This video gives you the basics of how to calculate and use a simple resistive current shunt with an analog panel meter to change the current that is needed for a full scale deflection. The notes page for this video can be found here.
Using a Current Shunt with a Panel Meter / Ammeter scale change – [Link]
electronictechnician.wordpress.com has published a library for use SD cards in SPI completely written in C.
It’s a library for use SD cards in SPI mode with uControllers, entirely written in C. This library can work with SD cards and also has the possibility to emulate the behavior in a PC file (GNU/Linux) using the macro _M_IX86. It’s for debugging purposes. The data transfer is oriented to 512 byte size, remember this.
ulibSD – a library for use SD cards in SPI mode with uControllers – [Link]
moamindustries.com hacked an Omron RS8 blood pressure cuff by adding a UART interface to it.
As part of a prototype developed 12 months ago I was tasked with reading measurements from a blood pressure cuff [sphygmomanometer] in real time. Not surprisingly there are no consumer level devices that have a serial interface because what ‘normal’ person would want such a thing!
Initially we considered our own interface for a blood pressure cuff. Just run the pump and take the readings with our own processor and pressure sensor, how hard can it be.
Hacking a UART on a blood pressure cuff – [Link]
WISP, the Wireless Identification and Sensing Platform, is a family of sensors that are powered and read by UHF RFID readers.
WISP, the Wireless Identification and Sensing Platform, is a family of sensors that are powered and read by UHF RFID readers. WISPs do not require batteries since they harvest their power from the RF signal generated by the reader. The WISP is an open source, open architecture EPC Class 1 Generation 2 RFID tag that includes a fully programmable 16 bit microcontroller, as well as arbitrary sensors.
WISP – Wireless Identification and Sensing Platform – [Link]
Bob hacked a home weather station transmitter and made a home thermometer from it. He writes:
Recently I’ve found this piece of electronic on the dumpster, it was looking interesting – compact case with battery holder, LCD display, temperature and humidity sensor. It has also radio transmitter, but I’m not interested in it since I don’t have the receiver station. I decided to bring it back to life.
Hacking home weather station transmitter – [Link]
Tiny stereo audio amplifier board has been designed around SMD TDA7266D IC from ST. The TDA7266D is a dual bridge amplifier specially designed for Portable Audio, LCD TV/Monitor, PC Motherboard, and TV applications. This circuit provides high quality audio output of 3W approx. on each channel with standard audio signal input. The circuit works with 3.5V to 5V. Due to low supply input this amplifier is suitable for small size audio gadgets and portable audio applications like MP3 player, Voice messaging system, Warning signals, Annunciator etc.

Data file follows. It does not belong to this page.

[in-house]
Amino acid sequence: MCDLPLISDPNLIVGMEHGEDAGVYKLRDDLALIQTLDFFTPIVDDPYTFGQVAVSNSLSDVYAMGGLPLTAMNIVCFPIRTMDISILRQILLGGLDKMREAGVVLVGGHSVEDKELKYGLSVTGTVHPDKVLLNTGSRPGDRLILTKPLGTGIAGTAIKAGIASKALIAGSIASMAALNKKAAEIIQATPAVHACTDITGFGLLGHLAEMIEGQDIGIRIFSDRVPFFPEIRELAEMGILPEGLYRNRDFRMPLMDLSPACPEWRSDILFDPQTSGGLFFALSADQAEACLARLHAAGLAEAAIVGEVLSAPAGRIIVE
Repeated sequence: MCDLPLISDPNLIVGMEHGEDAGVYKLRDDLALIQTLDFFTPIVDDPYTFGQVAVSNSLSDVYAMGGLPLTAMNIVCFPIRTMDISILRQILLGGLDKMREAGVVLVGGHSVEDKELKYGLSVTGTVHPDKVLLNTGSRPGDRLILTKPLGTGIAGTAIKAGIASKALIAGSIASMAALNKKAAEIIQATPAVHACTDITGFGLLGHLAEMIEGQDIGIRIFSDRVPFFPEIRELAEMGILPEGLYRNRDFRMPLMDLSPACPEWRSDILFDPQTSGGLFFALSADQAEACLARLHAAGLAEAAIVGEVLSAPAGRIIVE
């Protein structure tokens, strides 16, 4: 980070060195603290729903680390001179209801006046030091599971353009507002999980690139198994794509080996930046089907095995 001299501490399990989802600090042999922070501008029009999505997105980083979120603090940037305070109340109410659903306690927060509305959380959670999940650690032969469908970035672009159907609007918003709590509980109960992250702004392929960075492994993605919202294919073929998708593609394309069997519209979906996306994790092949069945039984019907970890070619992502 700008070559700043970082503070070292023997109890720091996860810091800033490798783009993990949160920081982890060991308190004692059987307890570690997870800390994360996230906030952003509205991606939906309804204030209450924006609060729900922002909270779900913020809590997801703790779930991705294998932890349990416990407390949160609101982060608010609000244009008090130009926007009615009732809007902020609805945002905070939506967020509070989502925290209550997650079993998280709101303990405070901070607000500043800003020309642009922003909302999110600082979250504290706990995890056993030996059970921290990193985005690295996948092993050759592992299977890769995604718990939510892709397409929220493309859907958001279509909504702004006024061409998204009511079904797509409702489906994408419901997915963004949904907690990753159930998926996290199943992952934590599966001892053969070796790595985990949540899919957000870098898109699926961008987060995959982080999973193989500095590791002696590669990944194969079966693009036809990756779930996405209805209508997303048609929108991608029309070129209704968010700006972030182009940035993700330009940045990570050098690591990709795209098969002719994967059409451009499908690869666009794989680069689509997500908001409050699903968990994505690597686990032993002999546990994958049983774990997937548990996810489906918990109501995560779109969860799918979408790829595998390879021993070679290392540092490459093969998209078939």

- Supply voltage range 3.5 to 5v (maximum supply 5v due to small pcb and small thermal area)
- Output power 3+3w @thd = 10%, rl = 8ω, vcc = 3.7v (3w approx.)
- Single supply
- Minimum external components no svr capacitor no bootstrap no boucherot cells internally fixed gain
- Mute functions (jumper close)
- Short circuit protection
- Thermal overload protection
3W Stereo Audio Amplifier using TDA7266D – [Link]
In this article “Rui Santos” shows us how to configure Raspberry Pi as server and use it to toggle two LEDs over the internet.
In this project you’ll create a standalone web server with a Raspberry Pi that can toggle two LEDs. You can replace those LEDs with any output (like a relay or a transistor). In order to create the web server you will be using a Python microframework called Flask.
Raspberry Pi Web Server using Flask to Control GPIOs – [Link]
Clemens Valens @ elektormagazine.com shows us a new IC Package that keeps the IC cool.
Texas Instruments’ HotRod QFN is a thermally enhanced plastic package with solder lands on all sides as well as power buses for enhanced current carrying capability. Inside the package the die is mounted on a copper lead frame which eliminates the power wire bonds, improving electrical and thermal performance. This technique also improves application efficiency and minimizes package parasitic radiation.
Hot rods keep the die cool – [Link]
Torex Semiconductor’s XC9141/XC9142 series of 0.8A step-up DC/DC converters come with an input–output disconnection function (load disconnection function) to prevent malfunctioning during standby, and for device functionality that enables power supply to RTC.
When the output voltage is 3.3V, the IC can start from an input voltage of 0.9V with a resistance load of 100Ω, enabling use in devices driven by one alkaline or nickel-hydrogen battery. The input voltage range is 0.65V to 6.0V, and the output voltage range can be set from 1.8V to 5.5V (accuracy ±2.0%) in steps of 0.1V. A switching frequency of 1.2MHz or 3.0MHz can be selected to match the application.
0.8A step-up DC/DC converters in a tiny package – [Link]